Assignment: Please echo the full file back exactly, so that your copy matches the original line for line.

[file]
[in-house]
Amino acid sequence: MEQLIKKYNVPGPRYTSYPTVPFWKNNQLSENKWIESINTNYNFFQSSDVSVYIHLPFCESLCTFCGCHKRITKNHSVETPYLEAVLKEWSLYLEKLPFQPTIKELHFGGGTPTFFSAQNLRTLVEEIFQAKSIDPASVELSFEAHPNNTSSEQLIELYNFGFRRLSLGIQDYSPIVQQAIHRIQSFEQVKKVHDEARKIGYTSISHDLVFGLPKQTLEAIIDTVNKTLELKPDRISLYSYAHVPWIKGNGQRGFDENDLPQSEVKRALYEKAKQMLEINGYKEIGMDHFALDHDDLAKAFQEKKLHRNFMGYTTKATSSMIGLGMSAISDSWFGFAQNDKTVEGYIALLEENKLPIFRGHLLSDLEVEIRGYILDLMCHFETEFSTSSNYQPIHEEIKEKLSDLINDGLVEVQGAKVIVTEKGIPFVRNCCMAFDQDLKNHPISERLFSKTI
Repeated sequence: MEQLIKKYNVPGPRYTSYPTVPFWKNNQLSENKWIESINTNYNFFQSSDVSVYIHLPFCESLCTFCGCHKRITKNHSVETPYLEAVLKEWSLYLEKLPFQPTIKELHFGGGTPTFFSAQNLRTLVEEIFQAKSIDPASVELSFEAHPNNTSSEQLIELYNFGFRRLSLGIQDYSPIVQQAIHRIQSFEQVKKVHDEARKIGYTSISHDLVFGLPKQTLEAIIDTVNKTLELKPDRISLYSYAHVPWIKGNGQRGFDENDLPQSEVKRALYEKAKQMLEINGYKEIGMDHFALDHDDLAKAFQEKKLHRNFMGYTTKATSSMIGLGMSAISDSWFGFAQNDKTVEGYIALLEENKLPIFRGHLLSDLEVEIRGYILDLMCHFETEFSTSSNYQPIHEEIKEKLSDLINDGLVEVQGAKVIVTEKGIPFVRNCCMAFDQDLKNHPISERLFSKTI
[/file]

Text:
[in-house]
Amino acid sequence: MEQLIKKYNVPGPRYTSYPTVPFWKNNQLSENKWIESINTNYNFFQSSDVSVYIHLPFCESLCTFCGCHKRITKNHSVETPYLEAVLKEWSLYLEKLPFQPTIKELHFGGGTPTFFSAQNLRTLVEEIFQAKSIDPASVELSFEAHPNNTSSEQLIELYNFGFRRLSLGIQDYSPIVQQAIHRIQSFEQVKKVHDEARKIGYTSISHDLVFGLPKQTLEAIIDTVNKTLELKPDRISLYSYAHVPWIKGNGQRGFDENDLPQSEVKRALYEKAKQMLEINGYKEIGMDHFALDHDDLAKAFQEKKLHRNFMGYTTKATSSMIGLGMSAISDSWFGFAQNDKTVEGYIALLEENKLPIFRGHLLSDLEVEIRGYILDLMCHFETEFSTSSNYQPIHEEIKEKLSDLINDGLVEVQGAKVIVTEKGIPFVRNCCMAFDQDLKNHPISERLFSKTI
Repeated sequence: MEQLIKKYNVPGPRYTSYPTVPFWKNNQLSENKWIESINTNYNFFQSSDVSVYIHLPFCESLCTFCGCHKRITKNHSVETPYLEAVLKEWSLYLEKLPFQPTIKELHFGGGTPTFFSAQNLRTLVEEIFQAKSIDPASVELSFEAHPNNTSSEQLIELYNFGFRRLSLGIQDYSPIVQQAIHRIQSFEQVKKVHDEARKIGYTSISHDLVFGLPKQTLEAIIDTVNKTLELKPDRISLYSYAHVPWIKGNGQRGFDENDLPQSEVKRALYEKAKQMLEINGYKEIGMDHFALDHDDLAKAFQEKKLHRNFMGYTTKATSSMIGLGMSAISDSWFGFAQNDKTVEGYIALLEENKLPIFRGHLLSDLEVEIRGYILDLMCHFETEFSTSSNYQPIHEEIKEKLSDLINDGLVEVQGAKVIVTEKGIPFVRNCCMAFDQDLKNHPISERLFSKTI